Cover image for Peter the Great
Peter the Great
Bushkovitch, Paul.
Personal Author:
Publication Information:
Lanham, MD : Rowman & Littlefield Publishers, [2001]

Physical Description:
xii, 187 pages ; 23 cm.
Format :


Call Number
Material Type
Home Location
Item Holds
DK131 .B897 2001 Adult Non-Fiction Non-Fiction Area

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Centuries after he ruled Russia from 1689 to 1725, Peter the Great remains one of the most revered and enigmatic leaders in world history. This penetrating study by noted Yale historian Paul Bushkovitch casts new light on Peter and his times, and demonstrates why it is impossible to comprehend the later course of Russian history without first grasping Peter's profound influence. Bushkovitch illustrates how Peter, during his thirty-six years as tsar, transformed his country into a modern nation--he strengthened the state, reorganized the army, established a navy, and conquered new territories. In addition to these momentous achievements, Peter changed the face of the Russian character by introducing European culture, scientific innovations, and political thought to Russia. His influence ultimately paved the way for liberalism, Western-style nationalism, and communism. In the end, neither his contemporaries nor generations of future historians can agree on how Peter should be remembered: was he a heroic reformer who brought Russia into the modern age, or a violent despot who valued the ideas of foreigners over Russian heritage?

Author Notes

Paul Bushkovitch is professor of history at Yale University. He lives in New Haven, Connecticut.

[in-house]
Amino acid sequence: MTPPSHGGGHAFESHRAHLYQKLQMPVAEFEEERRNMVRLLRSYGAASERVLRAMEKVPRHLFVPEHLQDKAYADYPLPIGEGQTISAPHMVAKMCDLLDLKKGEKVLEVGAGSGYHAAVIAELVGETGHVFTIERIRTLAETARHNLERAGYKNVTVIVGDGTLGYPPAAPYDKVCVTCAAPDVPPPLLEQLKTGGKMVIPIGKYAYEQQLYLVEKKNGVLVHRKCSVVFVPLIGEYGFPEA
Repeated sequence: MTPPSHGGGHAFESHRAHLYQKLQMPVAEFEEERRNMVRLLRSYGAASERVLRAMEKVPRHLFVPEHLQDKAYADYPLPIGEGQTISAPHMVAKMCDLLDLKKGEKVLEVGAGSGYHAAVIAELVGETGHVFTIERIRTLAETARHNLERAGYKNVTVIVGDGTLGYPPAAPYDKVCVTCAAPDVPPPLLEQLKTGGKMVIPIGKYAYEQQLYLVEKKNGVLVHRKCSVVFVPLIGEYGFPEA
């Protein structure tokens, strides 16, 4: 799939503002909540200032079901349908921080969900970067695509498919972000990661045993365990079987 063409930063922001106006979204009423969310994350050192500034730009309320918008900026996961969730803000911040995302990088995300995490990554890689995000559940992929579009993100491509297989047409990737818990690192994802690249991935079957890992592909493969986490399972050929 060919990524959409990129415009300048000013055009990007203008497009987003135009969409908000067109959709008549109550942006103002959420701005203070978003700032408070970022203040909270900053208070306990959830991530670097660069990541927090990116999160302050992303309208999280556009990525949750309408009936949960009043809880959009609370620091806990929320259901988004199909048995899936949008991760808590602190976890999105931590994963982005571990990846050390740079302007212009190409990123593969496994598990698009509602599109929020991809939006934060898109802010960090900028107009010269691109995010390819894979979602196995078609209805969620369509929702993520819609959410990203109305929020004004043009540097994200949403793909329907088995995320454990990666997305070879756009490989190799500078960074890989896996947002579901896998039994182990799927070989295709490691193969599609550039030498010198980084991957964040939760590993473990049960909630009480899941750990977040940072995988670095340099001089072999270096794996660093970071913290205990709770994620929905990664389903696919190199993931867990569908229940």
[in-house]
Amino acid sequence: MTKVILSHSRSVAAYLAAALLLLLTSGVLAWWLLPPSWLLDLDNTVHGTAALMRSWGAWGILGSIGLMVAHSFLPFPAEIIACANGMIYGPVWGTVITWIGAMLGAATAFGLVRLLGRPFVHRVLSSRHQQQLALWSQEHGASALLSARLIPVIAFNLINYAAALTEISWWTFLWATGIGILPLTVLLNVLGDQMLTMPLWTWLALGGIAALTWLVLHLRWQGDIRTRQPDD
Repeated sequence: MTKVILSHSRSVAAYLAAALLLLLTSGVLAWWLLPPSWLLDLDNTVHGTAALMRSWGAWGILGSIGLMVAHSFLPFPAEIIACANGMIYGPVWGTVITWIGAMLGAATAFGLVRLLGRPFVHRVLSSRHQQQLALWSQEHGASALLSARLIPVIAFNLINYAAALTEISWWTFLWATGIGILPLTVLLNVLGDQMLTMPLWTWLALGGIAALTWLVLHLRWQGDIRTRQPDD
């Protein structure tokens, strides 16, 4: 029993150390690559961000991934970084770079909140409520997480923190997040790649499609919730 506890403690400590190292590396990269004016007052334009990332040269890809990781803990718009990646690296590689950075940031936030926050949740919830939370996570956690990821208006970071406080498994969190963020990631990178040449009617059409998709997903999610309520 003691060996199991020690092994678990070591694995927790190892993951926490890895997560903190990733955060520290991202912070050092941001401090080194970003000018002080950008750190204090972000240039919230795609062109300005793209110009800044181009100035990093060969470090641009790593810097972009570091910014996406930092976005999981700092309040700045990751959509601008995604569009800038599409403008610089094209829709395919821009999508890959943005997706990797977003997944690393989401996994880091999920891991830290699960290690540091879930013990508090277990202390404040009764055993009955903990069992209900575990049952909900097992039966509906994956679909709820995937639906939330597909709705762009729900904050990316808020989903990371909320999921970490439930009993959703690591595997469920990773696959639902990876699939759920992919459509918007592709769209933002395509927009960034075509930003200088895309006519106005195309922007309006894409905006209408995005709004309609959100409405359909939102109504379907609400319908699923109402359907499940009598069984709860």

(Bowker Author Biography)

Reviews 1

Booklist Review

Peter the Great was Stalin's "favorite" czar. Like Peter, Stalin saw himself as an instrument of history, destined to drag his backward country, kicking and screaming, into a modern era. In this brief and easily digestible biography, Bushkovitch, professor of history at Yale University, captures the essence of Peter's powerful personality--his physical strength, his ceaseless curiosity, and his indomitable will. Unlike several of Peter's earlier biographers, Bushkovitch downplays his subject's image as a lone-wolf modernizer; rather, he asserts that Peter often acted in concert with many of his supposedly reluctant nobles. The author is clearly an admirer of Peter, and he chooses not to emphasize his less attractive qualities, including his near megalomania and his inability to control his towering rages. Still, this well-written survey of the life of an important, dynamic, and often frightening ruler should encourage general readers to delve deeper into the subject. --Jay Freeman

Table of Contents

Series Editor's Forewordp. vii
Chronologyp. xi
Introductionp. 1
1 Russia at the End of the Seventeenth Centuryp. 13
2 Tradition and Westernizationp. 45
3 A Quarter-Century of Conflict, 1676-1699p. 77
4 The Era of Experimentation, 1700-1716p. 107
5 Crisis and Resolution, 1716-1725p. 139
6 Absolutism, Aristocracy, and Reformp. 169
Indexp. 175
About the Authorp. 185